Glenn Hubbard, former chairman of the U.S. Council of Economic Advisers, said the Bank of Japan should exercise caution when ending its ultraeasy monetary policy because inflation is barely existent.
“Inflation is still modest. It’s about half a percent in the last forecast,” Hubbard said. “That’s, to me, still dangerously low.”
Hubbard made the comments in an interview in Tokyo with the media Tuesday, a day before the BOJ began its two-day Policy Board meeting.
“We are talking about removing the quantitative easing policy . . . I think any exit from this monetary policy should be slow and gradual until inflation gets up to a more comfortable range” of between 1 percent and 2 percent, said Hubbard, now dean of the Columbia University Graduate School of Business.
Hubbard, who served as chairman of the White House Council of Economic Advisers between 2001 and 2003, said an inflation rate of 0.5 percent means there is a risk the Japanese economy could drop back into deflation.
Speculation is growing that the BOJ Policy Board will decide to finally end its quantitative monetary easing policy Thursday. The policy has been in place for five years.
Under quantitative easing, the BOJ floods the market with liquidity to anchor short-term interest rates near zero. It does this by raising the balance of current accounts held by commercial banks at the central bank, instead of the overnight call money rate.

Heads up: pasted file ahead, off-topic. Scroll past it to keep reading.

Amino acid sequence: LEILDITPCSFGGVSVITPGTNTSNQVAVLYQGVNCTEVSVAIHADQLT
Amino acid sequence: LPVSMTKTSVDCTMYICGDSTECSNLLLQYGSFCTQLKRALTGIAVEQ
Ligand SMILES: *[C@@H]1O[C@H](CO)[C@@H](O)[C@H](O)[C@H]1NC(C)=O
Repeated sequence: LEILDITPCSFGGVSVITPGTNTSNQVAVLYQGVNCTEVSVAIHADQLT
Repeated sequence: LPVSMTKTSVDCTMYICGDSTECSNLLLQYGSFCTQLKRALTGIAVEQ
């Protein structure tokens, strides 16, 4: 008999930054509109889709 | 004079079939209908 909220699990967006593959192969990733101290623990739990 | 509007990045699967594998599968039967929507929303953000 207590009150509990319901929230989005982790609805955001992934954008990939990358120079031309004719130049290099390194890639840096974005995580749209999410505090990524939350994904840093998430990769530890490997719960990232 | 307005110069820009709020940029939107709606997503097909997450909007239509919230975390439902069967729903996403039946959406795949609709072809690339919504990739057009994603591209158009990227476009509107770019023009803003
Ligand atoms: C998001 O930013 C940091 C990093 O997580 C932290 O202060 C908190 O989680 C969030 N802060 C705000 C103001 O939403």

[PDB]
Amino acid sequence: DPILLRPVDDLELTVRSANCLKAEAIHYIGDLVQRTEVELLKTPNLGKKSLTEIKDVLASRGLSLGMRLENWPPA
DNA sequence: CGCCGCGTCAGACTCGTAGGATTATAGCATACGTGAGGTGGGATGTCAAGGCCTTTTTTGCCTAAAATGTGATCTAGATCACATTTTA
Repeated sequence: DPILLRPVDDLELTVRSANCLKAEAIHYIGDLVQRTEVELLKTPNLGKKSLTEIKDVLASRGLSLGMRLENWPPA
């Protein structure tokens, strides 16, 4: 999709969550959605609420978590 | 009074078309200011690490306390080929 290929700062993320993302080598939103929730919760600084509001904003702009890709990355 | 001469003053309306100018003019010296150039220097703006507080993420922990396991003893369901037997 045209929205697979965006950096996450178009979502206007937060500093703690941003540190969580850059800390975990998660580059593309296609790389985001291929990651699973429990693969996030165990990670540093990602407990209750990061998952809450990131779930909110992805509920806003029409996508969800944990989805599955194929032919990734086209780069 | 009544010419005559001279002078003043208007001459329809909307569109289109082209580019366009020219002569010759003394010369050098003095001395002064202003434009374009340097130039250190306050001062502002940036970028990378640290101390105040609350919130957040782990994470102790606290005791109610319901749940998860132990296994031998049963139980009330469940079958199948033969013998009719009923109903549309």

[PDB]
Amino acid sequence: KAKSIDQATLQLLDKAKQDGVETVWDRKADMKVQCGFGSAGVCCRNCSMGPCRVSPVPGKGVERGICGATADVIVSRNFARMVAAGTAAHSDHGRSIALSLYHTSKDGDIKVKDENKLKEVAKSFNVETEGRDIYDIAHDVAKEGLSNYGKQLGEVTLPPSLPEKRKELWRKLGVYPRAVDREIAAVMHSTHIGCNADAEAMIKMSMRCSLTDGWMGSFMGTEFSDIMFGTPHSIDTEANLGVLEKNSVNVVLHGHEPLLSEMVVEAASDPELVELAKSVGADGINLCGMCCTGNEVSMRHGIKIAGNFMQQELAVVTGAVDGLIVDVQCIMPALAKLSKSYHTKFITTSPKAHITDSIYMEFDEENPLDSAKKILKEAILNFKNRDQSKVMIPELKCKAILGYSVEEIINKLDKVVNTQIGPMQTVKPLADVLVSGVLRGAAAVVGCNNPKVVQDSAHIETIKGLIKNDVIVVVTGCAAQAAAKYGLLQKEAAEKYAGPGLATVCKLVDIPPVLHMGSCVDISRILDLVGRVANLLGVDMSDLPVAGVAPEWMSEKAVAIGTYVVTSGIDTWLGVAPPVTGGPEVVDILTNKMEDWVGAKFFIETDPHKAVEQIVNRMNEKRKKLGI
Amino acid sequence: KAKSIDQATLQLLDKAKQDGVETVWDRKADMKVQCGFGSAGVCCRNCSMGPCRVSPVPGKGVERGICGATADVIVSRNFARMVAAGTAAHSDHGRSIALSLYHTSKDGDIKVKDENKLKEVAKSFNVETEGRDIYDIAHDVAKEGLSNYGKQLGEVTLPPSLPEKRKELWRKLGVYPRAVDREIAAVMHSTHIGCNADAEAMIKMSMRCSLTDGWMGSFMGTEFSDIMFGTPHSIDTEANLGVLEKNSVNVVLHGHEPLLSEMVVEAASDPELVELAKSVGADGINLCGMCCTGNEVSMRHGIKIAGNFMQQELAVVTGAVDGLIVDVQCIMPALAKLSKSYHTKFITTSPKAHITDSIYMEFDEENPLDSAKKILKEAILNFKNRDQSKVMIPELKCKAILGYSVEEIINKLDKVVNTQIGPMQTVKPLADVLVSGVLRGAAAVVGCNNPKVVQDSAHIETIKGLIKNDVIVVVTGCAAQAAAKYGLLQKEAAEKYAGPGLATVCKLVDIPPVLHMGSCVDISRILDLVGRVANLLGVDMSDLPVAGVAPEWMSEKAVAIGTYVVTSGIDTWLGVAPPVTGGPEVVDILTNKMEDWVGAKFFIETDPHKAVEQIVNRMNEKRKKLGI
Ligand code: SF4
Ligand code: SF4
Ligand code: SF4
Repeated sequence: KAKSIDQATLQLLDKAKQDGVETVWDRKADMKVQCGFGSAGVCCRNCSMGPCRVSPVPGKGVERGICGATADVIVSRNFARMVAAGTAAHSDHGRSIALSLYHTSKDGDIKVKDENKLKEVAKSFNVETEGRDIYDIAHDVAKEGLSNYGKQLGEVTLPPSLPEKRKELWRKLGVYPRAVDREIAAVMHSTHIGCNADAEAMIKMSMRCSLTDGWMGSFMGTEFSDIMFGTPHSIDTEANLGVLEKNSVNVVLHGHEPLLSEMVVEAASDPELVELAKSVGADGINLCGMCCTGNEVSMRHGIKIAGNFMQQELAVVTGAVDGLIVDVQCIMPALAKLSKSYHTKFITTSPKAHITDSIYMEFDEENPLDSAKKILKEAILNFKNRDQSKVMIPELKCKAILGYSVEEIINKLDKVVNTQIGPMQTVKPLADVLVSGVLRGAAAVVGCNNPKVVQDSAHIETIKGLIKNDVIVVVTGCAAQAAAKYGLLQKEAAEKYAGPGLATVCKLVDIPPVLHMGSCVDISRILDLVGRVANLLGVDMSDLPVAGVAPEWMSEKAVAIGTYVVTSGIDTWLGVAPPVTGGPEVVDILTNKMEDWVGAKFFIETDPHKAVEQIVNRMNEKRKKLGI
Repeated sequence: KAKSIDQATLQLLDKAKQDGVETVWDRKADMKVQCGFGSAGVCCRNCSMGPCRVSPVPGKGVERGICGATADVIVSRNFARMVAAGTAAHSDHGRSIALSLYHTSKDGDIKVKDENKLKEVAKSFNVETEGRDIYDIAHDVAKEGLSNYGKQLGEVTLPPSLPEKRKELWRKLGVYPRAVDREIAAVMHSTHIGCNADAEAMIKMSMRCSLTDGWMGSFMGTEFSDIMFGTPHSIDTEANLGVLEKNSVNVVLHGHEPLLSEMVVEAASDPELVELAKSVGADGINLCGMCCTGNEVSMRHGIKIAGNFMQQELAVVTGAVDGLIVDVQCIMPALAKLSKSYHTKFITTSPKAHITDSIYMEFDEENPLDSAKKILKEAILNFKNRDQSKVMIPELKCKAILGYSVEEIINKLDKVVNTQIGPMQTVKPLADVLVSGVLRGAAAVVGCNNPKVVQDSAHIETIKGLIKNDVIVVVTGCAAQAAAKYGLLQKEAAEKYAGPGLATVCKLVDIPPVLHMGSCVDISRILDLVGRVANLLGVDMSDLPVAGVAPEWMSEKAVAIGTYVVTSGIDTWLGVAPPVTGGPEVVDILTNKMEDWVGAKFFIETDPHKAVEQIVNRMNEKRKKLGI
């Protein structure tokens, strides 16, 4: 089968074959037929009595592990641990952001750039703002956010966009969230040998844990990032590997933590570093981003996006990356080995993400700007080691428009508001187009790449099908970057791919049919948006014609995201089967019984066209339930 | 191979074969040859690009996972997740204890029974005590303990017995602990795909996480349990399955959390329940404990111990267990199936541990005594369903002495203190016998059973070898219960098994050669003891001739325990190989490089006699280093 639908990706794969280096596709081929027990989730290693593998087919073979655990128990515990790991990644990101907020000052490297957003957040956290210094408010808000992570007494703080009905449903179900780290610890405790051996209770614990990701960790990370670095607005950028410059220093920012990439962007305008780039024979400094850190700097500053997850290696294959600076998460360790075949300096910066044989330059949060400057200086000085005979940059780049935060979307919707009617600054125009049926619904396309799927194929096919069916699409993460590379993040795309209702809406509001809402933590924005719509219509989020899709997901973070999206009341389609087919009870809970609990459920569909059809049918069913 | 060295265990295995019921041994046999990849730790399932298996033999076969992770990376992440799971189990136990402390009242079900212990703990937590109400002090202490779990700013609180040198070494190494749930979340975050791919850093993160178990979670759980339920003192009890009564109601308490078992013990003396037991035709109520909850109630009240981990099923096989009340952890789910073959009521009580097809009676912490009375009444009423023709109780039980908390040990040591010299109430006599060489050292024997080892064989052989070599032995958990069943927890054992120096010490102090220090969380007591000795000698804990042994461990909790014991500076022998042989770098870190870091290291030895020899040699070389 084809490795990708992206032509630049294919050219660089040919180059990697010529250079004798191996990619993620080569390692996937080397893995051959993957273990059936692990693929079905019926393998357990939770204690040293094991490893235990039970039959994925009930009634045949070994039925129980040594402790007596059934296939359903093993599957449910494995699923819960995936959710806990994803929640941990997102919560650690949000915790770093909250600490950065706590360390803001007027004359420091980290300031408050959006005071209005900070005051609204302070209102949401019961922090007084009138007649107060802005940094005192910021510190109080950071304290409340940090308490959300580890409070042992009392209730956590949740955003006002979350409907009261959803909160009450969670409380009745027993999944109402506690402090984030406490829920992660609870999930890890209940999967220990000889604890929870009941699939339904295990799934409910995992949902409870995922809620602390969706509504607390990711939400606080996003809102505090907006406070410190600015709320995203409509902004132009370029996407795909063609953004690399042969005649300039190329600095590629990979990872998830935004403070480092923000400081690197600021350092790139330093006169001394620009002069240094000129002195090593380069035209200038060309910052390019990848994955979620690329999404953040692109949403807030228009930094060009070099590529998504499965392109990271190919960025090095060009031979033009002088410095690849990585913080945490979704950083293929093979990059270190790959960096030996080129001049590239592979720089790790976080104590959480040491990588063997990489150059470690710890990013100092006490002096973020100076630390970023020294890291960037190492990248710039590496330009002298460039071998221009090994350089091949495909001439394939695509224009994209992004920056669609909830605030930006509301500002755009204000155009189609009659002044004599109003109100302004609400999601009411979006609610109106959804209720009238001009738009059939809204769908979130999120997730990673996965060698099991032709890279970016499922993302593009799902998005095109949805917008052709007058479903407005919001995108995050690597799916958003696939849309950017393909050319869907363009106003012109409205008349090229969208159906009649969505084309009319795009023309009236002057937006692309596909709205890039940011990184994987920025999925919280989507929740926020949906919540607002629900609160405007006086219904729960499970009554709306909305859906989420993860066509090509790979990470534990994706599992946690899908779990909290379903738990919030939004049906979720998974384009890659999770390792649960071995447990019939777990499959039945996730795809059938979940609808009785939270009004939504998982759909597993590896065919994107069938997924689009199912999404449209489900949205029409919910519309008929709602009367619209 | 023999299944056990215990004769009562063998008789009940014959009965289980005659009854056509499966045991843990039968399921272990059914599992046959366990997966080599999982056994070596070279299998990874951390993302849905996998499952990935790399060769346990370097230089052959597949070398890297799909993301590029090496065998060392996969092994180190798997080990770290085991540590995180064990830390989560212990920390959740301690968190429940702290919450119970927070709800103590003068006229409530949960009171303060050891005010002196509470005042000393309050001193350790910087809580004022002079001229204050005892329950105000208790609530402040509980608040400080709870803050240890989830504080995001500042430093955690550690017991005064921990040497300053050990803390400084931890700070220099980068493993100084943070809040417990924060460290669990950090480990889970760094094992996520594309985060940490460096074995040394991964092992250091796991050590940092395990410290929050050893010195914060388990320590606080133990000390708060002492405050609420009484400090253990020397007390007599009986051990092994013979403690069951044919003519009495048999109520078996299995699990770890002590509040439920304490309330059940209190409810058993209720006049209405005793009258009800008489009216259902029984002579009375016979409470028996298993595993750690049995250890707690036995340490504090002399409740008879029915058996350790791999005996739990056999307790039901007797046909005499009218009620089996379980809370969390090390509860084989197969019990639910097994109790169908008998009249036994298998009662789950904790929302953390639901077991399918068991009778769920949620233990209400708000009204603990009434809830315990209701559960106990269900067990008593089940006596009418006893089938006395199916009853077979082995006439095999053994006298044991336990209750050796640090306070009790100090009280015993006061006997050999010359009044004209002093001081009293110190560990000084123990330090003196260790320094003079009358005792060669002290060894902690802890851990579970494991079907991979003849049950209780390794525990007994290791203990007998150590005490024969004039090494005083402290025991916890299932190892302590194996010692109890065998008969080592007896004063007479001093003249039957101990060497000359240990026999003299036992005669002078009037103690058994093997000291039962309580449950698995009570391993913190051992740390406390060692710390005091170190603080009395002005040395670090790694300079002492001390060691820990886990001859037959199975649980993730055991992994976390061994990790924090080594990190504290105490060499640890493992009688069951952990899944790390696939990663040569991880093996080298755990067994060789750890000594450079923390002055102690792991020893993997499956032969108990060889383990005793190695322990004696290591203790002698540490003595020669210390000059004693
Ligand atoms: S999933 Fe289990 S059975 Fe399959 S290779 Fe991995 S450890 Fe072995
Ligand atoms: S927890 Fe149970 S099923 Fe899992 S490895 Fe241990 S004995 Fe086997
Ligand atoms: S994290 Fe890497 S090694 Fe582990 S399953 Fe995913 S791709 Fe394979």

Hubbard also said the BOJ needs to show “more clear inflation objectives” when it ends quantitative easing so that financial markets can expect a subsequent BOJ monetary action to curb a rapid rise in interest rates.
“Once the exit has started, care has to be given to what is communications strategy of where you are headed,” he said.
Even if Japan does end the quantitative easing policy soon, there will be basically no change in the strong dollar trend because the U.S. Federal Reserve is expected to continue its credit-tightening campaign, Hubbard said.
He said he expects the Fed to raise the U.S. federal funds rate to as high as 5.25 percent. The key short-term rate stands at 4.50 percent.
Hubbard said Japan should avoid increasing the consumption tax in the near future to help finance the huge budget deficit.
“I don’t think Japan should be headed toward a significant tax increase at the present,” he said. Japan’s economic recovery is “real but young,” and its monetary policy is about to become “less accommodative,” Hubbard said.